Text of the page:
From coloured clothing to whites: ICC sets ball rolling for Ireland, Afghanistan to play Tests

As ICC sets the ball rolling for Ireland, Afghanistan to play Tests, those who run the sport in these countries speak.

Written by Bharat Sundaresan | Published: February 11, 2017 9:22:35 am

FOR AN Irish cricketer, fulfilling Test ambitions historically meant crossing the Celtic Sea and representing the old enemy. Just ask Eoin Morgan and Boyd Rankin. The days of having to give up the Shamrock for the Three Lions though might finally be over. Ireland could well be on the cusp of becoming a Test nation if the potential restructuring of international cricket that was ‘principally agreed upon’ at the ICC’s chief executive’s committee (CEC) meeting last week comes to fruition.

Warren Deutrom has been Cricket Ireland CEO for over a decade now and is no stranger to the ICC headquarters. And he admits to have often been left “depressed” over the years owing to the “narrowness of thought” in certain discussions regarding the associate nations at previous CEC meetings. But for once, he sounds excited.

He’s all-too familiar with the heartbreak and frustration that comes through when having to let go of the best cricketers in his land because Ireland simply couldn’t provide a shot at Test cricket for them.

Deutrom remains pragmatic though about Ireland’s Test future insisting that it’s not quite “fait accompli”. Irish cricket might have reached a point where it could dare to dream but he still admits to be “cautiously optimistic”.

Deutrom does, however, believe that Test status could well be the final solution to plug the talent drain.

“Our aim has always been to grow Irish cricket to the extent whereby our players say, ‘yes we might want to go and play county cricket’ but we don’t want to play anymore for England,” he tells The Indian Express.

While Morgan and Rankin, who’s now back representing his land of birth, did take the plunge, Deutrom believes all-rounder Kevin O’Brien, who’s chosen to stay back without having to compromise on making the most of greener pastures overseas, has changed the traditional thought-process among high-profile Irish cricketers.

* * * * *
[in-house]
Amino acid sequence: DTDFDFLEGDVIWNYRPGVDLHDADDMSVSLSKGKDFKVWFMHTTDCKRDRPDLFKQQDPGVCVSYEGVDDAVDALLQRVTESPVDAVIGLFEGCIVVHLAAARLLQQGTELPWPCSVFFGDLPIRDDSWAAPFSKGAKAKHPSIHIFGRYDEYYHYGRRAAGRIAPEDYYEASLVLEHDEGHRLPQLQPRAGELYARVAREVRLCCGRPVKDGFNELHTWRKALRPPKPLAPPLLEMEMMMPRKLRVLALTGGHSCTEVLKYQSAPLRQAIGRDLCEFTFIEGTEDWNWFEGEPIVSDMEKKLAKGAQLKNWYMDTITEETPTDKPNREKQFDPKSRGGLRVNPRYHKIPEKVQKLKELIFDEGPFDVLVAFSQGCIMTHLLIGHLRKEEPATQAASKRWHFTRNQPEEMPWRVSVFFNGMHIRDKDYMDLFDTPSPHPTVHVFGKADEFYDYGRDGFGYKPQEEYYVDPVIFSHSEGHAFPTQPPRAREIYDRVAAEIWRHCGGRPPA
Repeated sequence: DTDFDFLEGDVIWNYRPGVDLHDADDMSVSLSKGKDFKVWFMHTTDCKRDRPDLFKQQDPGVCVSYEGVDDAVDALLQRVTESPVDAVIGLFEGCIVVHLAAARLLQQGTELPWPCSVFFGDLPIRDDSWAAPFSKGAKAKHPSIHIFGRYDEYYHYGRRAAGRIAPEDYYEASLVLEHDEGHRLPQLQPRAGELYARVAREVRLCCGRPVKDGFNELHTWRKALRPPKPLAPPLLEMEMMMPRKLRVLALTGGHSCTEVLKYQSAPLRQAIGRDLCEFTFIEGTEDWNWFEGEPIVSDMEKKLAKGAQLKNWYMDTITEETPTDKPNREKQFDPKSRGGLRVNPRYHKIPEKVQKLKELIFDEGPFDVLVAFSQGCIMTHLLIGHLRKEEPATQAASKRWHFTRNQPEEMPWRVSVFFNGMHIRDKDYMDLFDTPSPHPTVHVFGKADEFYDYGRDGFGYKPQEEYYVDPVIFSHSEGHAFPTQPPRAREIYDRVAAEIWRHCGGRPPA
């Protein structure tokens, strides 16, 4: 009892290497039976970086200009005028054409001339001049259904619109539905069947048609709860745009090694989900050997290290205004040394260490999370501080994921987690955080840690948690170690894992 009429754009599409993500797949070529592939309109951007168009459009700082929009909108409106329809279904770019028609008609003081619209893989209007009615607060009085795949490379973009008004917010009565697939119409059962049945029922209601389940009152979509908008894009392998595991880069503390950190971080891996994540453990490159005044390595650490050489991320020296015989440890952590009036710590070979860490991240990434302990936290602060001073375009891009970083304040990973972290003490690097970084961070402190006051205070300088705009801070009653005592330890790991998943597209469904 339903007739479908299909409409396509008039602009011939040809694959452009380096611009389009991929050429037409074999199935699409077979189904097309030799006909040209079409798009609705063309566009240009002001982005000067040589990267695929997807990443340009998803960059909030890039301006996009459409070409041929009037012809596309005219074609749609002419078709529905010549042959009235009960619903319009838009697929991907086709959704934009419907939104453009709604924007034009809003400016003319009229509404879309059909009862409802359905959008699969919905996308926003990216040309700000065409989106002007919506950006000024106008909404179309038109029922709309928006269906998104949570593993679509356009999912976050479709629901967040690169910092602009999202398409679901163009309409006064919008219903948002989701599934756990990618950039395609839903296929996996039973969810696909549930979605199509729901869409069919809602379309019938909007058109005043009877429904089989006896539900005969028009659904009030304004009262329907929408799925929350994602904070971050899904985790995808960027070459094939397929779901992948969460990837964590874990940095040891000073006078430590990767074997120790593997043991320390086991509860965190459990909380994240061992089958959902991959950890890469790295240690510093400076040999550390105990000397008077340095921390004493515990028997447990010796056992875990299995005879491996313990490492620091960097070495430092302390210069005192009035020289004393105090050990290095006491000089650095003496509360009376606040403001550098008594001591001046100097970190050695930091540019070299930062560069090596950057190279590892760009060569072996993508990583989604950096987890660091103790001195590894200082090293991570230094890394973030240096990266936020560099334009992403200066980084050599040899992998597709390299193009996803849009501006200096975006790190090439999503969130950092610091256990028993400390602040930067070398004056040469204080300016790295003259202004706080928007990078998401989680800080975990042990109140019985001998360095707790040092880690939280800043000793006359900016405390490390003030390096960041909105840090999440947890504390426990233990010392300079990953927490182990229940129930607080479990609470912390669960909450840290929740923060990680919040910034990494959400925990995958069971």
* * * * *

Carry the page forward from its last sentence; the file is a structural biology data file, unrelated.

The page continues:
When he’s not donning Irish colours or playing for his provincial team, Leinster Lightning, O’Brien is a globetrotting big-hitter in the various T20 leagues by making the most of the Irish team’s leisurely international calendar.

And according to Deutrom, he’s earning much more than what he would by being tied to a particular county team.

“The new structure also allows us a chance to be part of a 13-team ODI calendar, which means our players will get home and away fixtures against the top teams. Plus playing the World T20 once every two years, and now the biggest incentive, Test cricket. There’ll still be time though to go and play the T20 leagues,” says Deutrom.

Virtual second tier

In all likelihood, Ireland will spend their nascent years as a Test nation fighting it out routinely against the likes of fellow new-comers Afghanistan and strugglers Zimbabwe in what would be a virtual second-tier.

Though it might not sound like the most exciting prospect, it will at least allow the new teams to find their feet before eventually taking on the big boys.

There’s also the possibility of occasionally facing an Indian or Australian team if they agree to replace a warm-up fixture with a county team while touring England with a Test against Ireland. Deutrom though is confident that his team will cope better with the challenges of the longest format even if history doesn’t suggest they will.

“Unlike when Zimbabwe and Bangladesh came into the fray, our boys have been playing constant first-class cricket with the Intercontinental Cup, not to forget our own provincial four-day competition which has been running for a few years,” he says.
After years of having been made to basically sit on the sidelines and watch the ‘full’ members take the final call on their behalf even with regards to their own future, Ireland and Afghanistan might also finally get to have their own say.

“Generally our votes were noted but not really counted. But I believe the associates have finally started winning some battles and ensuring that cricket doesn’t remain a sport only about 10 countries,” says Deutrom.

He, however, doesn’t guarantee that the grass will ever completely cease to be greener on the other side of the Celtic for good. But there’s one “glittering prize” that could be the ultimate game-changer.

“There’s been talk Ireland playing a Test at Lord’s against England as a curtain-raiser for the Ashes in 2019. That is the dream motivating most of our players.”

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